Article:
Complexity can also appear when you look inside the atomic elements of a system. The deeper you immerse yourself in how something works, the more complex it gets. E.g. a game of noughts and crosses (tic tac toe) is a social system with very simple rules; a game of chess has somewhat more complex rules. Far more complex than either is the biology of a human actor, or the electronics of a computer actor, playing a role in the game.
The most basic kind of emergence may be defined thus.
Emergent property: a behaviour or structure of a whole that depends on interactions between its parts.
E.g. the forward motion of a cyclist on a bicycle, or the V shape of a flight of geese.
Typically, an emergent property is not found in any one part of a system, or predictable by studying a part in isolation from others.
(The exception is systems with homogenous populations, like a school of fish, where a subset of the whole may have the same properties as the whole.)
Properties of a whole are said to “emerge” when two or more parts, in cooperation, do something each part cannot do on its own.
If you expand the system boundary, include
more parts and interactions, then new system properties will emerge.
If you shrink the system boundary, exclude some parts and interactions, then some system properties will be lost.
That is such a simple and obvious idea it can be taken as axiom of system design.
It is well-nigh axiomatic that:
· Systems can interact: output from one can be input to another.
· Systems can be nested: one can be a part or subsystem of another.
· Systems can overlap: they can share the same part or subsystem.
· The smallest possible system (or subsystem) encapsulates one primitive or atomic action.
· An event that is external to smaller system is internal to a wider system (and vice-versa).
· The emergent properties of a small system are ordinary properties of any wider system it is a part of.
It may seem obvious to you that parts in connection can do things a part cannot do on its own.
It is no surprise to system designers and engineers, because emergent properties are very purpose of system design.
Designers start with a vision that encapsulates the system of interest; they define properties required of whole,
The purpose of system design is to obtain properties from the whole that cannot be obtained from isolated parts.
Suppose design proceeds by dividing the system into parts A and B.
If part A could do what the whole system can do, you wouldn't bother to design part B or include it in the system.
A second kind of emergence is discussed below.
Emergence of “higher-level” phenomena: a logical behaviour or structure is derived from more physical or concrete behaviour or structure.
E.g. the emergence of conscious thought from electrical activity in the brain.
The terms "higher" and "lower" usually refer to levels of abstraction.
But there are several kinds of abstraction, including:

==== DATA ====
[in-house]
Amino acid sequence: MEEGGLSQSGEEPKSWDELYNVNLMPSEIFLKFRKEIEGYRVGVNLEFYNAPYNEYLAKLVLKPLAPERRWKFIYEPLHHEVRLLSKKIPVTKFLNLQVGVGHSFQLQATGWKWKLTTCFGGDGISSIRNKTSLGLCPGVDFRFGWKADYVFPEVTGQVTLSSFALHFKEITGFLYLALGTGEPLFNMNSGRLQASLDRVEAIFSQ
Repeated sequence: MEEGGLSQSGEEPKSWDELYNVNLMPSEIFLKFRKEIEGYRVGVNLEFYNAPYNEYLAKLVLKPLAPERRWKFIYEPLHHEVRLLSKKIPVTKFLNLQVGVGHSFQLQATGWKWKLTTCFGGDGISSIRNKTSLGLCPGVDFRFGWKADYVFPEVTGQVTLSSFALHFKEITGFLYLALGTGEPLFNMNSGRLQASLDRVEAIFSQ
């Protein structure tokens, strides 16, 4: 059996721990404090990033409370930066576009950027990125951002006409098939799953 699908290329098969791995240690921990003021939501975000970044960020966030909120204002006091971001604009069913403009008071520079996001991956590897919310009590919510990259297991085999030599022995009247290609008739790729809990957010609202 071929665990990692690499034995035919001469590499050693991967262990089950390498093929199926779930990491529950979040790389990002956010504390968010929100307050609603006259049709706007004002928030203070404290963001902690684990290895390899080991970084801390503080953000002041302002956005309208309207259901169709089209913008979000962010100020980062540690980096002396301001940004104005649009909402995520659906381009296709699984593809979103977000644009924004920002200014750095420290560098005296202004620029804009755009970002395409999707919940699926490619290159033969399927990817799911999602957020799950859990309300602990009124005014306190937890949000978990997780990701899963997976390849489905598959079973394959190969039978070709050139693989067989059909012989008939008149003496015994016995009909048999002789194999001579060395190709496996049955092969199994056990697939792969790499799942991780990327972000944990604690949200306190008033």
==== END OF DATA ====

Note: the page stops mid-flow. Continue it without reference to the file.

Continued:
1. Abstraction of a “higher” composite from one or more levels of decomposed parts
2. Abstraction of a “higher” client from one or more levels of servers
3. Abstraction of a “higher” generalisation from one or more levels of specialisations
4. Abstraction of a “higher” idealisation from one or more levels of more physical concrete forms.
The basic definition of emergence above relates to the first: to abstraction of a composite from decomposed parts.
Parts do something when interacting in composite that they cannot do on their own.
Abstraction of higher phenomena is related to the second kind of abstraction, of a client from servers.
Consider for example, the step by step process by which the text you are reading arrived at you - via the internet.
1. I intend to convey a meaning.
7. You decode and extract a meaning
2. I encode my meaning in text
6. You read the text I wrote
3. Several levels of translation occur
5. Several levels of translation occur
4. Matter/energy variations are transmitted in wires and radio waves.
You might well say the meaning of the text you are reading (7) emerged from lower level matter/energy phenomena (4).
You might also say the lower level phenomena (4) emerged from higher level phenomena (1).
Indeed, the terms "higher" and "lower" feel somewhat subjective.
There is a series of translation steps, but one could as well draw the same communication stack diagram upside down.
I suspect that is all you need to know about emergence, but read on for discussion of other views and concepts.
“In one interpretation, holism is a methodological thesis, to the effect that the best way to study the behavior of a complex system is to treat it as a whole, and not merely to analyze the structure and behavior of its component parts.” https://plato.stanford.edu/entries/physics-holism
This definition might be interpreted as encapsulation rather than holism
You can draw a diagram to show flows into and out of a system, showing nothing of what is inside the system.
This “black box” diagram is not a holistic view, because it does not show how parts cooperate to the benefit of the whole.
Also, you cannot see a property of a whole as being emergent until you see its parts (in isolation) do not have the same property.
If you can see any parts, then you cannot see whether a property of the whole requires more than one part.
So you cannot describe any property of the whole as “emergent”.
“Methodological holism stands opposed to methodological reductionism, in physics as well as in other sciences.” https://plato.stanford.edu/entries/physics-holism